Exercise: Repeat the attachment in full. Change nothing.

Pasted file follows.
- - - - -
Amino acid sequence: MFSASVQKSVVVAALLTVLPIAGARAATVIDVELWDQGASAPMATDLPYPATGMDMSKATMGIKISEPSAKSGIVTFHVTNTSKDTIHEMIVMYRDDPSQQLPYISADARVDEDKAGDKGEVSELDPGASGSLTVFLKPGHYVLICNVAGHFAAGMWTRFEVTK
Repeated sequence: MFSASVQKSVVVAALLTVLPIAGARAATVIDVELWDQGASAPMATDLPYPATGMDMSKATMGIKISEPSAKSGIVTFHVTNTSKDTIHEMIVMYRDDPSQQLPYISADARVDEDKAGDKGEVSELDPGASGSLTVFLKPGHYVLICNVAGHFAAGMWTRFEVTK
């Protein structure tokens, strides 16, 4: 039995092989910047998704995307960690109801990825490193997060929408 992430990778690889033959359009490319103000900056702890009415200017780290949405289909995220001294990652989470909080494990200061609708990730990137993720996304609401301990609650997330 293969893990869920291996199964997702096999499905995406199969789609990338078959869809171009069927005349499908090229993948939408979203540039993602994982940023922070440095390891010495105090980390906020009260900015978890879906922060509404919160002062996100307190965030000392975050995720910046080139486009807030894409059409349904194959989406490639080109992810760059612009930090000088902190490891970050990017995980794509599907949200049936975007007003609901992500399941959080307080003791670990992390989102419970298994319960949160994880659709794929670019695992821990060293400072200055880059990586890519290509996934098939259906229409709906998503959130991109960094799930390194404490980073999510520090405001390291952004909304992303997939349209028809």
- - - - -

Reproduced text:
Amino acid sequence: MFSASVQKSVVVAALLTVLPIAGARAATVIDVELWDQGASAPMATDLPYPATGMDMSKATMGIKISEPSAKSGIVTFHVTNTSKDTIHEMIVMYRDDPSQQLPYISADARVDEDKAGDKGEVSELDPGASGSLTVFLKPGHYVLICNVAGHFAAGMWTRFEVTK
Repeated sequence: MFSASVQKSVVVAALLTVLPIAGARAATVIDVELWDQGASAPMATDLPYPATGMDMSKATMGIKISEPSAKSGIVTFHVTNTSKDTIHEMIVMYRDDPSQQLPYISADARVDEDKAGDKGEVSELDPGASGSLTVFLKPGHYVLICNVAGHFAAGMWTRFEVTK
């Protein structure tokens, strides 16, 4: 039995092989910047998704995307960690109801990825490193997060929408 992430990778690889033959359009490319103000900056702890009415200017780290949405289909995220001294990652989470909080494990200061609708990730990137993720996304609401301990609650997330 293969893990869920291996199964997702096999499905995406199969789609990338078959869809171009069927005349499908090229993948939408979203540039993602994982940023922070440095390891010495105090980390906020009260900015978890879906922060509404919160002062996100307190965030000392975050995720910046080139486009807030894409059409349904194959989406490639080109992810760059612009930090000088902190490891970050990017995980794509599907949200049936975007007003609901992500399941959080307080003791670990992390989102419970298994319960949160994880659709794929670019695992821990060293400072200055880059990586890519290509996934098939259906229409709906998503959130991109960094799930390194404490980073999510520090405001390291952004909304992303997939349209028809």